"We'll see. I'd like to get through today before we start talking about the future," Price said. "As I've mentioned before, we look at them all. I know he's struggled lately, and we have to have a proactive plan on what's in the best interest of all five of these young starters."
Price did not discuss alternatives, but a chance could open for No. 2 prospect Robert Stephenson, or perhaps John Lamb -- one of the acquisitions from the Royals in the Johnny Cueto trade. Both are at Triple-A Louisville.
Since his last victory on June 21, Lorenzen is 0-6 with an 8.49 ERA -- and a 12.57 mark in five second-half starts. Overall, he is 3-8 with a 5.46 ERA in 19 games, including 17 starts, and he has failed to complete three innings in two of the last three.
The all-rookie rotation had posted respectable results since the Cueto and Mike Leake trades, with a 3.27 ERA in its previous 12 starts.
But just like his fellow rookies -- Anthony DeSclafani, David Holmberg, Raisel Iglesias and Keyvius Sampson -- Lorenzen is learning on the job. Unlike them, he is still just 23 years old, and only two years removed from being drafted. This is just his second year of being a starter at any level.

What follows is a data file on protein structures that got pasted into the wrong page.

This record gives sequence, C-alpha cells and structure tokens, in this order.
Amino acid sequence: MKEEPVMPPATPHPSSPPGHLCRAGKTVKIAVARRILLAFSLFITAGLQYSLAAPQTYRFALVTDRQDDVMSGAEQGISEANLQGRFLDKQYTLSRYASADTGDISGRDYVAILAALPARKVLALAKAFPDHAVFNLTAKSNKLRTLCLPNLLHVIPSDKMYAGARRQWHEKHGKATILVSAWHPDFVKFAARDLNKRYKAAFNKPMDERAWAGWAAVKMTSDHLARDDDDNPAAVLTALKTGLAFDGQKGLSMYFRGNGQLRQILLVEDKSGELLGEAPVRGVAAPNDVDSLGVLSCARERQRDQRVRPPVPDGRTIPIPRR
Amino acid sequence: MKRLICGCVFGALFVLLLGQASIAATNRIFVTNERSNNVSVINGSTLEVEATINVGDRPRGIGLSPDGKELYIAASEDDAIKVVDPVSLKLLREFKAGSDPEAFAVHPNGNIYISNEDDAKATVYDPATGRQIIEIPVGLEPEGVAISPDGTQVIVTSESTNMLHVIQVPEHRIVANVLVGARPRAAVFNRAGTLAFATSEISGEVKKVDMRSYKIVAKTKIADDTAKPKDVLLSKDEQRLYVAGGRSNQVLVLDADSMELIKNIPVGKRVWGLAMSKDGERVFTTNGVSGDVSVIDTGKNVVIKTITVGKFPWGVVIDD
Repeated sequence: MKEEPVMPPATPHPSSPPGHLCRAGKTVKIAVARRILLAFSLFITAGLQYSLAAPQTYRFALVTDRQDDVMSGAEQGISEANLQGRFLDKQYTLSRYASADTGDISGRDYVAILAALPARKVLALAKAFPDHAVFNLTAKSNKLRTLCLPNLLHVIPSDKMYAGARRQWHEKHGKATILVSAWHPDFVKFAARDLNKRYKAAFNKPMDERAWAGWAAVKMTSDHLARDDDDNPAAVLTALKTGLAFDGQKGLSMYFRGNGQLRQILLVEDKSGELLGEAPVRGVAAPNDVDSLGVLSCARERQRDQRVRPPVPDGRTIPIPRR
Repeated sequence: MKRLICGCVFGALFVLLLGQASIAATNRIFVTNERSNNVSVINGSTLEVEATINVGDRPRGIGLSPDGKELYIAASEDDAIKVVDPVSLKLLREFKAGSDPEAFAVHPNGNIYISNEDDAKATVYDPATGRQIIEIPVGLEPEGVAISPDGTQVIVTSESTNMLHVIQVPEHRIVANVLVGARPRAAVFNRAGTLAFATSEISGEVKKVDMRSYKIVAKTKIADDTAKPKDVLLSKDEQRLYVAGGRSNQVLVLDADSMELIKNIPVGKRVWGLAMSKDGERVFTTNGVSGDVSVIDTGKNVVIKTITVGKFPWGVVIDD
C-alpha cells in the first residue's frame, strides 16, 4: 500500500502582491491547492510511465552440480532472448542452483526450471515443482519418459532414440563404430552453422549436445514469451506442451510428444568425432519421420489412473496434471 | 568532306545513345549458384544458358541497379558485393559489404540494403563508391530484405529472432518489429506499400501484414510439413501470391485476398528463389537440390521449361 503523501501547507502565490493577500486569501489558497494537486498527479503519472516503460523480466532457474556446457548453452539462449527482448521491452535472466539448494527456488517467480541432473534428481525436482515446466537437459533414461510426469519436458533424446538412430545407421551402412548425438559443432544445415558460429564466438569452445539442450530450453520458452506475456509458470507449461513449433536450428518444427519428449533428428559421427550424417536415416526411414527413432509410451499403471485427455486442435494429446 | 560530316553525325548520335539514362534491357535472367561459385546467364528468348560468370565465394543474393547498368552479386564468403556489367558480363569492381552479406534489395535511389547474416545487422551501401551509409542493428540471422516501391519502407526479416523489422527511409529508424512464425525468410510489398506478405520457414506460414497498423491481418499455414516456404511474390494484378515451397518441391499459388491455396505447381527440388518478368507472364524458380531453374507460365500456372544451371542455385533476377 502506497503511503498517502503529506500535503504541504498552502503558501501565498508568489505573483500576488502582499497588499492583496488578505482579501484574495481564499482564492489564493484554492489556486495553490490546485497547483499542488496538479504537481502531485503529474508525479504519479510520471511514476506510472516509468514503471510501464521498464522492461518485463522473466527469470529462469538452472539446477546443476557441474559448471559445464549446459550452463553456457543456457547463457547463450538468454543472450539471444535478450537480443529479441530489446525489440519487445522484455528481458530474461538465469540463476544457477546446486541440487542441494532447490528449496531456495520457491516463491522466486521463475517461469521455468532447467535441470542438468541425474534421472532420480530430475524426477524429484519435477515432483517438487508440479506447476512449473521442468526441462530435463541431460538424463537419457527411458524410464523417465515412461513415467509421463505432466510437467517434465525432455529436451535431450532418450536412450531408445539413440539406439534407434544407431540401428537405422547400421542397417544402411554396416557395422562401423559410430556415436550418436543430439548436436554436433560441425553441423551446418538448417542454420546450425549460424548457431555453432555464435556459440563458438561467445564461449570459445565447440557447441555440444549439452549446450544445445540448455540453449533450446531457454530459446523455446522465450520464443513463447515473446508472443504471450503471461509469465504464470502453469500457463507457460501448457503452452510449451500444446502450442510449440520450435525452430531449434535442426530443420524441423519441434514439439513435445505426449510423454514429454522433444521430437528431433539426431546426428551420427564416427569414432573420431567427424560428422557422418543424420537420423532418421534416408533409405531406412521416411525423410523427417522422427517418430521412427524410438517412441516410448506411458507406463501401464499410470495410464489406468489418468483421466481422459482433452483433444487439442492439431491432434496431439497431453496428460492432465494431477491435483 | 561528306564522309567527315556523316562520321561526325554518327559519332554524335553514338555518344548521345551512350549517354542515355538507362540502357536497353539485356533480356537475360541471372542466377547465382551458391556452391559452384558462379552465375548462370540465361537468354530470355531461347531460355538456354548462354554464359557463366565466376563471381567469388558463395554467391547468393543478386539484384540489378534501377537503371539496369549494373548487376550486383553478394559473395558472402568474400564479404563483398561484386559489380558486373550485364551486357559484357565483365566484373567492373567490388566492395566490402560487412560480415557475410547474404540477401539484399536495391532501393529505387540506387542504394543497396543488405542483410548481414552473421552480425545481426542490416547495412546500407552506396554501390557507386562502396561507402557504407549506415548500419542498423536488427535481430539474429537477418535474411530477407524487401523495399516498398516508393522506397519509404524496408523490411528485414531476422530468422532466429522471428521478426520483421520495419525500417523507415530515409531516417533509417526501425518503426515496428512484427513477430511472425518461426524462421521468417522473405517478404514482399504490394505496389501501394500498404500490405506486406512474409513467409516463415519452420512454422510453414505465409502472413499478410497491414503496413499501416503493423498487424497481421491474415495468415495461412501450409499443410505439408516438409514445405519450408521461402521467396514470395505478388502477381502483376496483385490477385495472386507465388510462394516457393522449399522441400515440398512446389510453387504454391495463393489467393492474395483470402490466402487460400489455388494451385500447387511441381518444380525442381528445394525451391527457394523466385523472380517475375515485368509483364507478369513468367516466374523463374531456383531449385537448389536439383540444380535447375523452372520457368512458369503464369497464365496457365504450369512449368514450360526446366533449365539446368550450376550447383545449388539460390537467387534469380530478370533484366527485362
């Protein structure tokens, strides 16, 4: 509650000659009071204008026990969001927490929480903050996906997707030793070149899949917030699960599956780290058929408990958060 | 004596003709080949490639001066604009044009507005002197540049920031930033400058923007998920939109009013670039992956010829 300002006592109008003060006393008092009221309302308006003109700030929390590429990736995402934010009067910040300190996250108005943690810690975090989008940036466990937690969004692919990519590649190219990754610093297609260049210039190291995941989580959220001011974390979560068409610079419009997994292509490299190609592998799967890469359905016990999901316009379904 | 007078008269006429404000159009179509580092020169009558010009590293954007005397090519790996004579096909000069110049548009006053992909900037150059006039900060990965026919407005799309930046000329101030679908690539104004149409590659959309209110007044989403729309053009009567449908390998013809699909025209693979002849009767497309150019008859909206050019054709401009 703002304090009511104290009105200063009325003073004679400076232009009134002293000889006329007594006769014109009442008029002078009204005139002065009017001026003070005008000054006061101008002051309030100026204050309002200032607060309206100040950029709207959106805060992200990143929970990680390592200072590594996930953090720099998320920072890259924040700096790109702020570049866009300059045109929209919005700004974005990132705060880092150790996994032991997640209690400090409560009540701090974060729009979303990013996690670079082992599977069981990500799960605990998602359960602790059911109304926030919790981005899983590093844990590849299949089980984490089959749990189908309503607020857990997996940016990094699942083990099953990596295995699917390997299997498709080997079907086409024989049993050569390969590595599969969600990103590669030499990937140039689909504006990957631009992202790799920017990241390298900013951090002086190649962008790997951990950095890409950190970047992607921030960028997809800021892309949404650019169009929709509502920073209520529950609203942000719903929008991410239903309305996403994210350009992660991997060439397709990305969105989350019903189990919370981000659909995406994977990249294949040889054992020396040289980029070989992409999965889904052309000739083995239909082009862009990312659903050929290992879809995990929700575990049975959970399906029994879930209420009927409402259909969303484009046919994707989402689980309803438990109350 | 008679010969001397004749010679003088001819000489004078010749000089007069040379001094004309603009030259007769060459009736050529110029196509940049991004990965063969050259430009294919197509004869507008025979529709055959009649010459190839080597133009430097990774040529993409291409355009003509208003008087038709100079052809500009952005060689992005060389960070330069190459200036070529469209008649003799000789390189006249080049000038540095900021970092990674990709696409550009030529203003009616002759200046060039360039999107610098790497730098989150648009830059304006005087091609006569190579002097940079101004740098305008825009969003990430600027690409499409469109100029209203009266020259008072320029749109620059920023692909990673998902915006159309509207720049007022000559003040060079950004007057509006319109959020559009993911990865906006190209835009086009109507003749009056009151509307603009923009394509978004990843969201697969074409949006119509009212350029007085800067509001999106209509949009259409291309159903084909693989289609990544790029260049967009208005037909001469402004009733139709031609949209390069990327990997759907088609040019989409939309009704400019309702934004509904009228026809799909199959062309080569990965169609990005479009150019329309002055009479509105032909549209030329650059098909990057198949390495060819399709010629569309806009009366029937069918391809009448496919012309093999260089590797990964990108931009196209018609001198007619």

"Teammates, left and right, have been coming up to me," Lorenzen said. "They want to help. They see the struggle. They see that I'm learning. I don't want to say, 'like the typical rookie,' but I'm going through those growing pains right now, and they want to help. It's encouraging. It's all you can ask for right now."
Price acknowledged fatigue could be an issue for Lorenzen, who is at 109 2/3 innings combined in the big leagues and Louisville. He threw 120 2/3 innings last season at Double-A Pensacola.
"There's plenty of guys out there who are tired, so it definitely could be circumstance where he's had some arm fatigue," Price said. "Part of the learning process of learning how to pitch here is learning how to pitch with less than your optimal stuff. These are lessons a lot of these young guys are learning now. You have to manage the game regardless of whether you have your A-grade stuff or more commonly when you have your B- or C-grade stuff."
Lorenzen acknowledged that he's lacked fastball command. He walked both of his batters in the three-run first inning and several of his pitches left over the plate were hit hard.
"I think I've done it better the past two starts and then today, it just wasn't there again," he said. "It's how can I get there mechanically, but without thinking about it, in the Major Leagues? That's the struggle. I'm pushing through it."